School Bullying and Violence: How Safe is Your School and What Can You Do? by @SafetyMom


Think bullying and violence at school isn’t a problem? A recent survey of parents asking about safety concerns at their school shows the need for parents to take a proactive approach to keeping kids safe at school:

70% of parents reported their kids had been bullied – Interestingly, only 18% said the bullying was physical in nature. That means the majority was cyberbullying and verbal bullying (typical of “mean girl” behavior). As parents we can’t assume that bullying is the same as when we were kids.

Cyberbullying has reached epidemic proportions and while it happens online, it doesn’t mean that the school shouldn’t get involved in putting an end to it. Cyberbullying over the weekend spills into school on Monday. Be sure you inform school officials if your child was involved in a cyberbully incident so that they can monitor the situation during the day.

While 65% of the parents brought the bullying to the schools attention, the bullying continued in over 30% of the cases – This is particularly disturbing since both the parents and the child end up frustrated and confused as to where to turn for additional help.

According to the American Justice Department, 75% of school shootings have been linked to bullying and harassment. Continue to push the school for a resolution to a bullying incident and, if necessary, get local law enforcement involved.

A whopping 51% felt only somewhat confident that schools did a good job handling bullying and violence – Schools are working hard to reach out to students by developing programs that deal with bullying directly. Research shows that “zero-tolerance” policies aren’t enough on their own. These policies must be paired with programs that promote a balanced social atmosphere at school.

Such programs should focus on the fact that bullying is not a rite of passage and not acceptable at school. Technology solutions such as surveillance cameras help tremendously in cutting down on bullying. Find out from your school their specific plans on addressing bullying and violence and the safety devices they have in place to help.

After being bullied, the thing that worried parents most were a kid bringing a gun to school and a sexual predator getting in – All of that worry can be put to an end with new technology solutions, like visitor management systems. The system scans a visitor’s identity to confirm who they are and also runs their identity through a national sexual offender database.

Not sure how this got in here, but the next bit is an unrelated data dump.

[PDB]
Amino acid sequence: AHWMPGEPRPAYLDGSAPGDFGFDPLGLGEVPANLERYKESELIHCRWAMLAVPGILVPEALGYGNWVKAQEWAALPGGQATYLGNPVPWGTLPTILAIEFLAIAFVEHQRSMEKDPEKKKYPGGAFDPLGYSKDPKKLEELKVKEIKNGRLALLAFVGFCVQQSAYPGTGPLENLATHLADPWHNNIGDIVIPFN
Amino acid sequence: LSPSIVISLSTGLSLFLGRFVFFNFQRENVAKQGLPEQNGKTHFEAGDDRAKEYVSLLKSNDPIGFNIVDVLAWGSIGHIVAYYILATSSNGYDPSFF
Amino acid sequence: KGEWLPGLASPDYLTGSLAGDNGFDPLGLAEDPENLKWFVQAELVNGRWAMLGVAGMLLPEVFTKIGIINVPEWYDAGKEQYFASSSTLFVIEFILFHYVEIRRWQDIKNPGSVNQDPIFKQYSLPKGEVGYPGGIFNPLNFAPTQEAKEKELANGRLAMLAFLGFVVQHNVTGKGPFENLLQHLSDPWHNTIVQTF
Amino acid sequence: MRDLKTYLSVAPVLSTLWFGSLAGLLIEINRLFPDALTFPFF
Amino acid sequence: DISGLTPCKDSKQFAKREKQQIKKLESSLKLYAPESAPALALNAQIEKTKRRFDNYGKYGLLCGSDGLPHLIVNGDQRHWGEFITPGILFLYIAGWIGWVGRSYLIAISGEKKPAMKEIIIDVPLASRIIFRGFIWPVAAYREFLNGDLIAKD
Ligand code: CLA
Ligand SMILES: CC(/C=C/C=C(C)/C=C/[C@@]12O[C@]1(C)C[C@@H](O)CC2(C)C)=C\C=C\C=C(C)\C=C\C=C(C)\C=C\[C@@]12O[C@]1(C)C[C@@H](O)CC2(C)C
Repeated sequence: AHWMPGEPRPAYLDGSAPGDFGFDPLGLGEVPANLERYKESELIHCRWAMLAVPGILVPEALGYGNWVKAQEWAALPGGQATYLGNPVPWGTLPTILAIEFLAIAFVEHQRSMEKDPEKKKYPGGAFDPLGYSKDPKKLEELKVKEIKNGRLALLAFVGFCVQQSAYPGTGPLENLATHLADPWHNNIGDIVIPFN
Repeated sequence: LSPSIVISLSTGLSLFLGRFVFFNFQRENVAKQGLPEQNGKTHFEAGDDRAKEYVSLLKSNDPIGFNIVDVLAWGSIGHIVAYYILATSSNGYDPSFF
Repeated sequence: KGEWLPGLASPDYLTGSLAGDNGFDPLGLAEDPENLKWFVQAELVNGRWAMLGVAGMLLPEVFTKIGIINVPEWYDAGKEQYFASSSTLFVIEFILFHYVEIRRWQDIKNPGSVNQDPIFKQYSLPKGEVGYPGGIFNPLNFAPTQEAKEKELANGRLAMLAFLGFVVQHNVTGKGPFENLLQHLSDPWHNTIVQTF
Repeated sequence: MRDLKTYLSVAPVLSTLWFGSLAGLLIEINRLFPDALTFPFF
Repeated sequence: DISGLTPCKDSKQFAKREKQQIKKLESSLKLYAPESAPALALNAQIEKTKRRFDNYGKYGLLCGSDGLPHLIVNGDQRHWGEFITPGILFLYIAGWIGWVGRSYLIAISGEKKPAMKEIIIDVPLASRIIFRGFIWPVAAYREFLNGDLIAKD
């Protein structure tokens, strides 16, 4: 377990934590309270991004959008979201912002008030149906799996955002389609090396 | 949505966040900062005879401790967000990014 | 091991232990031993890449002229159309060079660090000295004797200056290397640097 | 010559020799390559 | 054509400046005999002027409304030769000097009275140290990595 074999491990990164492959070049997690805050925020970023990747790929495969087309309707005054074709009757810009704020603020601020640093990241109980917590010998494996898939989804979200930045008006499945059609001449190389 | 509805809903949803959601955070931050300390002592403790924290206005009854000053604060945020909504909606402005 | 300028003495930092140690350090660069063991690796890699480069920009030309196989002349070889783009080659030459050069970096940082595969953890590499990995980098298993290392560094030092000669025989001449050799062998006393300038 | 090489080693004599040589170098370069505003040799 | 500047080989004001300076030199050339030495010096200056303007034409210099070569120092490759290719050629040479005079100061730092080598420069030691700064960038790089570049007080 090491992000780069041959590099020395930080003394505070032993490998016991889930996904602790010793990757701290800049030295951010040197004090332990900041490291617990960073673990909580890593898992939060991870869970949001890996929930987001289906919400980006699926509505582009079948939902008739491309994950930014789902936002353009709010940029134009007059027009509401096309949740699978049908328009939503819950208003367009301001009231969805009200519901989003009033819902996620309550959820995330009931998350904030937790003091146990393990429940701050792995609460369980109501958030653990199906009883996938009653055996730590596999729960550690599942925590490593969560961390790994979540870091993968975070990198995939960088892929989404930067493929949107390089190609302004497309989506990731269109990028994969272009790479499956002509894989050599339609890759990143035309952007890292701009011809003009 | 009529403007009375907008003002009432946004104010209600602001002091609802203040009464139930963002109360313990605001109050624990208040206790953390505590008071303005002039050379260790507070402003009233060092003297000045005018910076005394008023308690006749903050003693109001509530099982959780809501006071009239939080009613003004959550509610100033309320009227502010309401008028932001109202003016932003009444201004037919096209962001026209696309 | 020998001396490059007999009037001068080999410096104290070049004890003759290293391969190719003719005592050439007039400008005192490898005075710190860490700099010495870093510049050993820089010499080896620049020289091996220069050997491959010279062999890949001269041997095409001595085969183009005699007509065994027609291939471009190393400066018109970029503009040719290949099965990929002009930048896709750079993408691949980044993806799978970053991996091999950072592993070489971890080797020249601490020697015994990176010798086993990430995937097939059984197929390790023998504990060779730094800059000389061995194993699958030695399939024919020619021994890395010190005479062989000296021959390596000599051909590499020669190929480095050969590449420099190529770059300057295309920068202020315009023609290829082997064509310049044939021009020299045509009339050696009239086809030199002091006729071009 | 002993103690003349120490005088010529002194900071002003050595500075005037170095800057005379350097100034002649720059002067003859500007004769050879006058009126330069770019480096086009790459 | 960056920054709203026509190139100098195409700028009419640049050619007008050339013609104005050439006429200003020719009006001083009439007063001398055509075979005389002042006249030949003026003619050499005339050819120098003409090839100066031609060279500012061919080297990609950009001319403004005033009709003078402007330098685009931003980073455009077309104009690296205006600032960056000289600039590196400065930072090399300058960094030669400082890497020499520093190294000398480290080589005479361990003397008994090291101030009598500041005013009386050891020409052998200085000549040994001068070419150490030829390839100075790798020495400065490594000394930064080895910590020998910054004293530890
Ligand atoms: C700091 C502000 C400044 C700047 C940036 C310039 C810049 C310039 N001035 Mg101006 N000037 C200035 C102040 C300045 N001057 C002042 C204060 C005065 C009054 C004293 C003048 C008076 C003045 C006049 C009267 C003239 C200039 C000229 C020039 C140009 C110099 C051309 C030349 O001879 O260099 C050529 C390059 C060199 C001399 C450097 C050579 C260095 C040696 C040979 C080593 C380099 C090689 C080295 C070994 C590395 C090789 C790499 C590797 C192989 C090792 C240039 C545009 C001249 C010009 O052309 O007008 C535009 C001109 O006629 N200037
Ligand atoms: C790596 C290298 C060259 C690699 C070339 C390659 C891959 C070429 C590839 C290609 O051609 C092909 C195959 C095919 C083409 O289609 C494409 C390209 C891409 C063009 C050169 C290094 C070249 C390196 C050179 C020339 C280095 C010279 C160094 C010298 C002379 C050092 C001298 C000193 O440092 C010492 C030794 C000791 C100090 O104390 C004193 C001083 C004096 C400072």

There are also notification systems to instantly notify students, parents, and teachers of emergencies and critical information. These notifications will cover school violence, weather-related, or facility issues.

Less than 30% of respondents said their schools doors are locked at all times and only 35% even needed to show a photo ID upon entering the school – If your child’s school does not keep their doors locked at all times or require a photo ID before entering the school, SPEAK UP! There have been way too many incidents that have already occurred.

If the doors are unlocked and no one is checking your photo ID that means anyone can enter, including: predators, non custodial parents, disgruntled former employees, unhappy alumni who hold a grudge against a teacher, or gang members. Test out your schools safety procedures yourself. If you can find a way of getting into the school by bypassing a check-in, then so can anyone else.


About Author

Alison Jacobson is a life coach for women who are ready to move past their fears, rediscover happiness on their terms and courageously transition out of unfulfilling marriages and careers. Visit her at

1 Comment

  1. Appreciate your thoughtful advice to families.  Parents can help administrators by insisting that school bullying prevention best practices be implemented at their child’s school.  Evidence-based prevention will increase student safety and benefit all students and faculty.  For information on best practices and what parents can do to stop school bullying, go to: . Thank you, Kathy Morgan, LCSW, LCDC Anti-Bullying Concepts

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